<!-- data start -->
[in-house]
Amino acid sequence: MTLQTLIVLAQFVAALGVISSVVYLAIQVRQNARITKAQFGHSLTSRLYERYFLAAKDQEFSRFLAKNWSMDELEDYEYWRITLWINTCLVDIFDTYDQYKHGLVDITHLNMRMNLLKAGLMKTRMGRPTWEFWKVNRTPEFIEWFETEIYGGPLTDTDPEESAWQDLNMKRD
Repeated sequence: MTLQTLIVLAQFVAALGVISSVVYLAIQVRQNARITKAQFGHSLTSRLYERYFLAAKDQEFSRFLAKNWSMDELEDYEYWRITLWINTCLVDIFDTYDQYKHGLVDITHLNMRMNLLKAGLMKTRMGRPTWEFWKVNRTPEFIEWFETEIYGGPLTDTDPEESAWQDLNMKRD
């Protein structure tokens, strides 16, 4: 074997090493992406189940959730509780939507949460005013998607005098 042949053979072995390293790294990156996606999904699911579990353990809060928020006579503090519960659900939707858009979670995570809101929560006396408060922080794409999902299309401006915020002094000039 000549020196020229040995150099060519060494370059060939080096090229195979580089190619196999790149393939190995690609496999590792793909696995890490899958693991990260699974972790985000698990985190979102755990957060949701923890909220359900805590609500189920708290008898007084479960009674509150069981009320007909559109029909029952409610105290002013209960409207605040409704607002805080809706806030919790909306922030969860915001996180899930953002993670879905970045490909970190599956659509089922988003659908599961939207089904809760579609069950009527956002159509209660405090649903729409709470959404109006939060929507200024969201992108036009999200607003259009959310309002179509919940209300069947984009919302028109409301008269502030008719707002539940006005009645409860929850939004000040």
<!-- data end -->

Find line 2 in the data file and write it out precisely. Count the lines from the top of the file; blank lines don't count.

Amino acid sequence: MTLQTLIVLAQFVAALGVISSVVYLAIQVRQNARITKAQFGHSLTSRLYERYFLAAKDQEFSRFLAKNWSMDELEDYEYWRITLWINTCLVDIFDTYDQYKHGLVDITHLNMRMNLLKAGLMKTRMGRPTWEFWKVNRTPEFIEWFETEIYGGPLTDTDPEESAWQDLNMKRD